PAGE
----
The meandering road, disappearing over the hill, seemed a more interesting route from the crossroads where Harry had stopped the car. So, he slipped the car into 1st gear and headed off nowhere in particular. The September hills appeared like a painting as he drove on through the undulations, breaking out on the flatness of endless cattle pastures with the early afternoon light, golden, bleeding their mixtures of greens and blues through the branches overhanging the road.
He had left the highway in search of tranquility, greenness, space, clean air, and a chance to be alone with his thoughts. Winter rains, he loved, but for now, under a transparent stretch of azure sky, the afternoon had extended a patchwork quilt of color over the Mendocino hills. He had driven his Austin Healey into the valley with no positive direction but the one the road itself had commanded. No signposts, no roads joining…Harry succumbed to the joyous feeling of being lost.
Coming round a bend in the road, he witnessed the face of a little darling standing on the grass verge, stick in hand, with ocean-wheat locks; some of which fell around her shoulders. He raised his hand, smiling from his open-top sports car. A lick of happiness came on her face. It was a smile that reached back through the sun-shot shadows and touched him. He watched in his mirror, seeing her hand raised, not in goodbye, but hello, before the corner finally swallowed her.
The day seemed timeless. Farther down the hill, where the moss-covered walls converged, he pulled the car over at the place where there was a gate. It was open. A narrow path led away from the gate across the field, and he felt drawn to see where it finished. The ambiance, he felt, was nature’s order and beauty. He stepped from the car, viewed his surroundings, and for a moment felt inadequate.
For the past week now, every meeting with another human being had been little more than a collision. He felt too much, sensed too much, and was exhausted by the simplest of conversation. He left the car and passed through the gate, turned right, unable to stop himself, and walked as if called. Everywhere he looked, the majesty of nature appeared crisscrossed with the handiwork of men. He could feel the scenery lifting him, lifting his heart, giving him a sense of balance, something about the natural rhythm of life. He’d thought a time or two about turning back but didn’t.
She was standing at the gate into a cemetery, the girl from the lane…but how? The path ended at a church. Harry stood, motionless, hardly daring to breathe. Perhaps there’d been a pathway over the back of the hill. But that was five miles back. His thought was to approach the darling. But what if his presence frightened her? Why was she here? Where were her parents? He felt a heart panic.
Good morning. Beautiful day, is it not? A woman’s voice said.
Harry’s attention then became immediately focused on her coming nearness.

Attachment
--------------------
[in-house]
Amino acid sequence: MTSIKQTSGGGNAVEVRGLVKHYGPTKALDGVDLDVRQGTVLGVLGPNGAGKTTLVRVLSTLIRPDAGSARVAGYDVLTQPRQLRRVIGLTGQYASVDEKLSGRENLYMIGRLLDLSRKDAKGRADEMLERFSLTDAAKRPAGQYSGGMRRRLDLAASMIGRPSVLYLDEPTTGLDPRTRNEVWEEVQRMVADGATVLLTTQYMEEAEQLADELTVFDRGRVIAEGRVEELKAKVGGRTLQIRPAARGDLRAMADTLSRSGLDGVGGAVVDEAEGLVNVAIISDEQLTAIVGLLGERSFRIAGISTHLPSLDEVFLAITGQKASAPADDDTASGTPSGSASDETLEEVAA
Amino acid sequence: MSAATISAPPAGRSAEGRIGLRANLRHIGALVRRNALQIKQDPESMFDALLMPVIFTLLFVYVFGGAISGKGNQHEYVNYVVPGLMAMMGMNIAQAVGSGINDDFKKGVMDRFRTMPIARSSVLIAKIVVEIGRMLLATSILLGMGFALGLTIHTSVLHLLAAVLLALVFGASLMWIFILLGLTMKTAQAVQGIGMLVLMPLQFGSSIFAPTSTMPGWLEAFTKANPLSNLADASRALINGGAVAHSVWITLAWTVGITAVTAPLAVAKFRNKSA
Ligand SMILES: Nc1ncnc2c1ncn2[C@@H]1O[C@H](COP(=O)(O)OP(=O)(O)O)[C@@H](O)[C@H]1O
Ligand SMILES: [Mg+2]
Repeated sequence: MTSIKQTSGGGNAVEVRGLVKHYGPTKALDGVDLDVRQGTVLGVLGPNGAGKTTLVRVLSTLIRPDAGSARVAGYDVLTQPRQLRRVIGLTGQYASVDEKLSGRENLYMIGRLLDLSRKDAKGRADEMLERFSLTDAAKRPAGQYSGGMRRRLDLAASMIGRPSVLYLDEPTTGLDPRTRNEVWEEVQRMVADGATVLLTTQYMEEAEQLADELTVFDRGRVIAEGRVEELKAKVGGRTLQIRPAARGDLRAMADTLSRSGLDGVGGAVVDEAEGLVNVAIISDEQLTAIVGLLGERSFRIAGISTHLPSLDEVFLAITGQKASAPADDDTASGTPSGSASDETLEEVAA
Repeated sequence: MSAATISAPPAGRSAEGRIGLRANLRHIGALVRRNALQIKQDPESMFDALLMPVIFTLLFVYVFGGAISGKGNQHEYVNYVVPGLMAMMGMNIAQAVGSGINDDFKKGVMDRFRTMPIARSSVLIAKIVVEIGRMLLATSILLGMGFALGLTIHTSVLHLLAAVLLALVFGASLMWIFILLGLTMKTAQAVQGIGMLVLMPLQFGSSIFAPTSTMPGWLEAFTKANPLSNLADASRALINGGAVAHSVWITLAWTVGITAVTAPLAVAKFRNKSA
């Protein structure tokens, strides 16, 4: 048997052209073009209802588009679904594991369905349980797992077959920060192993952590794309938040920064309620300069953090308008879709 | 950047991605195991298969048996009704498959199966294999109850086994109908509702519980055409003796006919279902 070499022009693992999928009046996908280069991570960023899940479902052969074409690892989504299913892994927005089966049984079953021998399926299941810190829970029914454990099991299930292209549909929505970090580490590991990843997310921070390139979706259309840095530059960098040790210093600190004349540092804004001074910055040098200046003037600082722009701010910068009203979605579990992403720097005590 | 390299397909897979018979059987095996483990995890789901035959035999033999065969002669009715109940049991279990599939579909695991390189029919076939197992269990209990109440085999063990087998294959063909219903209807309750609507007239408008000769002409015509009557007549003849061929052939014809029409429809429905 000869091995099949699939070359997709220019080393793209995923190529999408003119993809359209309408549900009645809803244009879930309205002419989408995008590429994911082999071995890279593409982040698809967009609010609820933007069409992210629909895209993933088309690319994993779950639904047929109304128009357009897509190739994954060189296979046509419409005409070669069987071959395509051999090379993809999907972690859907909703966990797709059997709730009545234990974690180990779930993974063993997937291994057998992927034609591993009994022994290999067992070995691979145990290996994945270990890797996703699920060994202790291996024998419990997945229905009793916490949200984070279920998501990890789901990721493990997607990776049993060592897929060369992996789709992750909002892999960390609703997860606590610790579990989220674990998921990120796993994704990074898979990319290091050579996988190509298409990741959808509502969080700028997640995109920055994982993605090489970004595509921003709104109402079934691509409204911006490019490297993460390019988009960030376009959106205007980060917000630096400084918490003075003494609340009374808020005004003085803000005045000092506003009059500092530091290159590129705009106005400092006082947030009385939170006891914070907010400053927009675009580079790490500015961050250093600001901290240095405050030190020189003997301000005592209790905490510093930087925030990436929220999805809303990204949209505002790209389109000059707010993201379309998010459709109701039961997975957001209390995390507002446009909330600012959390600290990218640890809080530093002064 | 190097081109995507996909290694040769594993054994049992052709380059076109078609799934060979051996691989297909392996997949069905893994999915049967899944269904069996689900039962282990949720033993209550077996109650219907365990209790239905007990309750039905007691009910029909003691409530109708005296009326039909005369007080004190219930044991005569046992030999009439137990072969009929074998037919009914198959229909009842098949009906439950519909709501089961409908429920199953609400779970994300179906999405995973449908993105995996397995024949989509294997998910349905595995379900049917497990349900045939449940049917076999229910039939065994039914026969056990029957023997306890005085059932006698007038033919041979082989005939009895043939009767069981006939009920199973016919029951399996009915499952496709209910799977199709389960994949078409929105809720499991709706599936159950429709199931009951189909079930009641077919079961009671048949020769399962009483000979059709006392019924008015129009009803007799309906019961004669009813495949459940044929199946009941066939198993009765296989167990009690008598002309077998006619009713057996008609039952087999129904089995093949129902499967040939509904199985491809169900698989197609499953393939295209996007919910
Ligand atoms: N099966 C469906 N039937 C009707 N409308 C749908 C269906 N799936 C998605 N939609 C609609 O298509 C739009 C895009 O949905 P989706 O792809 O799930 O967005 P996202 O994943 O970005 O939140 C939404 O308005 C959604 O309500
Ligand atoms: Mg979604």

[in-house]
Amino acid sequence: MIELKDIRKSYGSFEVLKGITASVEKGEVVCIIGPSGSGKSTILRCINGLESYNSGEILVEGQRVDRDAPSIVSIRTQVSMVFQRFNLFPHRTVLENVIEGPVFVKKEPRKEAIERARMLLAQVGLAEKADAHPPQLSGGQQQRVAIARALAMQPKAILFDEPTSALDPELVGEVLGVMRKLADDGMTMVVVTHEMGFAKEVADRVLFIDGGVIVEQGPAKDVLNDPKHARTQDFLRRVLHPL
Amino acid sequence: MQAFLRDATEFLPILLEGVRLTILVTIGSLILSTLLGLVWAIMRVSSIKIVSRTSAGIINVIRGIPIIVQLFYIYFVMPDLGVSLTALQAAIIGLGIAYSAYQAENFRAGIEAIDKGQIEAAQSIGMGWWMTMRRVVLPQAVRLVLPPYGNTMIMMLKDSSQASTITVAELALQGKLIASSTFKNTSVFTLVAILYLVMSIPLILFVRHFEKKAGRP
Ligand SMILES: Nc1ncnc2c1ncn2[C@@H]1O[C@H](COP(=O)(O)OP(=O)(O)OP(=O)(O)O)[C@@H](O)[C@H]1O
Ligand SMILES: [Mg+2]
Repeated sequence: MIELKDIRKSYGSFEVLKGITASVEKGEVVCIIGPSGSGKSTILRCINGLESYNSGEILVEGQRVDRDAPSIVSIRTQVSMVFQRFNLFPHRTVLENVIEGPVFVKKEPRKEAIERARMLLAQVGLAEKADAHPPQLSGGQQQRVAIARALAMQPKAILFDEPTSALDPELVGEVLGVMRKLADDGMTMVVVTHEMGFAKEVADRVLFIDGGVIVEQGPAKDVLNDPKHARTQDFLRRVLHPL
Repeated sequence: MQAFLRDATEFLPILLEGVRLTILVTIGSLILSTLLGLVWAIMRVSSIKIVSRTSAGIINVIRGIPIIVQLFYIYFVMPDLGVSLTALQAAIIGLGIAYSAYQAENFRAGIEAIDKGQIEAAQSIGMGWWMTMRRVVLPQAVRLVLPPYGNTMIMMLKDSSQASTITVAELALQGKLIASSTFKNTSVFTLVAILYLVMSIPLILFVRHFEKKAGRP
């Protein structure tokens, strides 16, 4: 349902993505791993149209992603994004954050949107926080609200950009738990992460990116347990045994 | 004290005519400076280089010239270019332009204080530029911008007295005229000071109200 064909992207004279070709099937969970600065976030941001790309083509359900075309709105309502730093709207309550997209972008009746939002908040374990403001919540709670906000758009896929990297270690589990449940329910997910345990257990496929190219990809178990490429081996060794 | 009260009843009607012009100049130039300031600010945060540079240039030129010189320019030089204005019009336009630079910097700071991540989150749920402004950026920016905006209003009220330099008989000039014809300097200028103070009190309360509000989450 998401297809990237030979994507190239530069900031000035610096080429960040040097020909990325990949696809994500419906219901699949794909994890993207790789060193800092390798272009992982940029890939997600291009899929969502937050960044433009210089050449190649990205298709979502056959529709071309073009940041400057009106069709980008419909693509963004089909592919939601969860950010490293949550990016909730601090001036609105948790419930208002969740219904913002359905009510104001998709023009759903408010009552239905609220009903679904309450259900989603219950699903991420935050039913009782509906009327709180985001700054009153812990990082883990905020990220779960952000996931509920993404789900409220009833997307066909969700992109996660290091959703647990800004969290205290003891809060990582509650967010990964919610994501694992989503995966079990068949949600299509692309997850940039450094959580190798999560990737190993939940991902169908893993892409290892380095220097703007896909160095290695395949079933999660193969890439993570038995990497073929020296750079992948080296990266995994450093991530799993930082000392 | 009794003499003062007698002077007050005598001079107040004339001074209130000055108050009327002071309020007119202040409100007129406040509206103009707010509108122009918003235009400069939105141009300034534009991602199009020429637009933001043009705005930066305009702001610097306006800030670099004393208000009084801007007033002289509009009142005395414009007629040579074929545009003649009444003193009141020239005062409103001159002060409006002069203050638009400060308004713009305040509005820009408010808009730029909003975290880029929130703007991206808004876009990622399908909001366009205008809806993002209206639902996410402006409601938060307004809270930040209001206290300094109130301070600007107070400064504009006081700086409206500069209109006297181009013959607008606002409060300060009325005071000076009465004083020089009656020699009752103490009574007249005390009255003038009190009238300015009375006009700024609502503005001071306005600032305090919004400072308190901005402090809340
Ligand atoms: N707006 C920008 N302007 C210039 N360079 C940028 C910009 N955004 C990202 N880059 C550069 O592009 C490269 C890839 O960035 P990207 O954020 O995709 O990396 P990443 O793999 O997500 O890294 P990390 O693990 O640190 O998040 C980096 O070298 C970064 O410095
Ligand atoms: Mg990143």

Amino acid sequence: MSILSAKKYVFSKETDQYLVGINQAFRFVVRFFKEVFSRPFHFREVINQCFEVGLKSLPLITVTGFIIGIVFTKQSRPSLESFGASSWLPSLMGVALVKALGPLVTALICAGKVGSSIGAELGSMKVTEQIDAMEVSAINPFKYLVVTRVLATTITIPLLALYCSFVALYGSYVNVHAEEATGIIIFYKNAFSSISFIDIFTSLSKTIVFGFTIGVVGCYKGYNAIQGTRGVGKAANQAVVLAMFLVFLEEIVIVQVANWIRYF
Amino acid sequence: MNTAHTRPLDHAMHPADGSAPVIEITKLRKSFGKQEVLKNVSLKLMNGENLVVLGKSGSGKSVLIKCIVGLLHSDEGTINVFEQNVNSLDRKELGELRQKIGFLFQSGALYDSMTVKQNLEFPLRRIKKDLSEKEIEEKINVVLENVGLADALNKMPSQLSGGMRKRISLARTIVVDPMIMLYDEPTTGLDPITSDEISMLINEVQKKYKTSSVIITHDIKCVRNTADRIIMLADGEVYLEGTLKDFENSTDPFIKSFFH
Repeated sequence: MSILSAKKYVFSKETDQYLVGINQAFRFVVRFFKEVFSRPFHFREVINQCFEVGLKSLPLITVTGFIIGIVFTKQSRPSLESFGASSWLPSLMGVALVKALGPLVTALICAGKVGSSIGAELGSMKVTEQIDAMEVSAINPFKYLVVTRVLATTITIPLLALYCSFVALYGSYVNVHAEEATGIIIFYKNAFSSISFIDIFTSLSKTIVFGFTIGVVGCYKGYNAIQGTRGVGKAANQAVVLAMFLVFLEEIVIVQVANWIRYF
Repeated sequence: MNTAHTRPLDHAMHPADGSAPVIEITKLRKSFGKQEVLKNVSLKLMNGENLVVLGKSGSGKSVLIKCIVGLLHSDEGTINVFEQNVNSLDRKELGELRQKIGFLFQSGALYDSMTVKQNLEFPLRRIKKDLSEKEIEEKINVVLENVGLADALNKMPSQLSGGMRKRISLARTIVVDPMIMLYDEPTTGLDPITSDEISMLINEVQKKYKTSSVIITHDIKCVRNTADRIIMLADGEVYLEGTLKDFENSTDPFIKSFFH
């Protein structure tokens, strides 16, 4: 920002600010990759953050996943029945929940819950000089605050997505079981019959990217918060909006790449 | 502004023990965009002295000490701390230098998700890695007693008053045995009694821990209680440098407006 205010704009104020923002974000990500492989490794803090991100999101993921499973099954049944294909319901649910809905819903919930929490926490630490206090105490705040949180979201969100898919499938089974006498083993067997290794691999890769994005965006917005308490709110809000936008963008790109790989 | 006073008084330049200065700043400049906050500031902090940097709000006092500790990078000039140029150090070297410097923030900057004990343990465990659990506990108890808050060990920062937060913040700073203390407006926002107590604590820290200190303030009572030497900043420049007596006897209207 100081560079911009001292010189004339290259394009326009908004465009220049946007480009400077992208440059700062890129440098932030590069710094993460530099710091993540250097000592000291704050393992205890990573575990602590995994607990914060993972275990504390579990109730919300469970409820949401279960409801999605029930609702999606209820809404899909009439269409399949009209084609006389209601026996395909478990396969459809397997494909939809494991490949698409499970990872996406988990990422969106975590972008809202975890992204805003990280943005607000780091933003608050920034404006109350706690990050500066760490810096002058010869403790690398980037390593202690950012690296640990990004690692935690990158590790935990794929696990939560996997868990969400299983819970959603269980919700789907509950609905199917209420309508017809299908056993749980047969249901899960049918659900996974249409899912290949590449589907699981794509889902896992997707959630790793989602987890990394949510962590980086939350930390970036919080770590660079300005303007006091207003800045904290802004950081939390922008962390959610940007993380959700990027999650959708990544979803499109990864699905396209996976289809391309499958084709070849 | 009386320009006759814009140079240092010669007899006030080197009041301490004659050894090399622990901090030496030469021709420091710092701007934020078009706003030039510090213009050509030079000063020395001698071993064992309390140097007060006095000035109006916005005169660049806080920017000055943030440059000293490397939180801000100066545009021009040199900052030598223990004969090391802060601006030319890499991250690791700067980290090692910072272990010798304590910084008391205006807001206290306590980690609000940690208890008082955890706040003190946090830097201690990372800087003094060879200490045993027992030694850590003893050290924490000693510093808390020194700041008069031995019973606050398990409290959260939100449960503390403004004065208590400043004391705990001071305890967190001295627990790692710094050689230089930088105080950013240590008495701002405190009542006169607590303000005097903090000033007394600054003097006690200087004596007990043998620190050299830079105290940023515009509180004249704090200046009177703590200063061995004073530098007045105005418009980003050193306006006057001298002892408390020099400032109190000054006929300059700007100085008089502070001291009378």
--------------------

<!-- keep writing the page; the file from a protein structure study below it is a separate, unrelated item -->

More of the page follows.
Yes, yes, fine indeed. Good morning, he said. He touched his cap, a gesture of politeness.
The girl’s mother, maybe?
He had been rigorously preoccupied with his thoughts…and quite suddenly, those thoughts were putting together this picture before him: the summer frock, the smiling face, the shoulders, her straight back, hips, the white skin and her tousled hair. None of it familiar — all of it familiar, framed by the trees, the flowers, the uniqueness of the walls, the benches dotted throughout the cemetery, and the day itself, all as if playing trombones.
Do you have someone…you know… in the cemetery? Harry asked.
She let her eyes gaze over the clumps of grass, over the headstones leaning. No, she said, in hesitant manner… no…she said again, this time, sure. You? she asked.
Harry didn’t know why, except that his thought was for the child, turned his attention back to where she stood. The darling was no longer there, no sign of her walking away.
No, I come here to enjoy the tranquillity, that’s all, he said. Then asked, did you see a child, just there, and he raised his arm in that direction, alone, carrying a yellow bonnet?
The woman’s gaze followed the pointing. I didn’t, I haven’t seen anyone, she said.
A child, carrying a yellow bonnet, she stood just there. Harry again extended his arm.
I’m sorry, I never saw anyone, she said.
Harry had woken, fed the horses, walked the dogs, drank his tea and eaten his toasted bread. Still no idea had come to him. He felt a burning in his eyes as he sat at his computer and stared at the screen. After ten minutes it was still blank. He picked up the keys to his Healey car and driven through the morning; through the lanes that turned and buckled and disappeared around curves, and finally walked, unknowing of reason, toward a cemetary on top of a hill.
You don’t have a child with you? Harry asked. It’s just, well, not a moment past; a child stood Right there. Really, just before you bid me a good morning, he said, with deep sincerity.
I’m sorry, she said, again. She held her pretty head slightly cocked, like a dog trying to understand what the human is asking.
Maybe it’s just a thorn in the day, yet the woman’s voice sounded as a flute. Was there really no child? Harry felt a physical remorse. Had he been drinking the water all night! He couldn’t sleep, waiting for the morning. Is this why no-one could be with him? Some day, he too will disappear miraculously.
He cannot wait in his heart to go back up into someplace, so that one day he will say again, my darling boy.
Harry looked around. The woman had gone away without walking.
He felt deeply moved.
Harry is a writer, he craves affection…his kisses and his friendly arms around you will feel like heaven. He wanders his own sweet way, sometimes entering a Paradise of sadness… of beauty, another world.
Make him promise he will never leave you. Build a fence of love around him.
The Austin Healey twisted onward through the lanes. Behind him, slow kisses rose from the sea.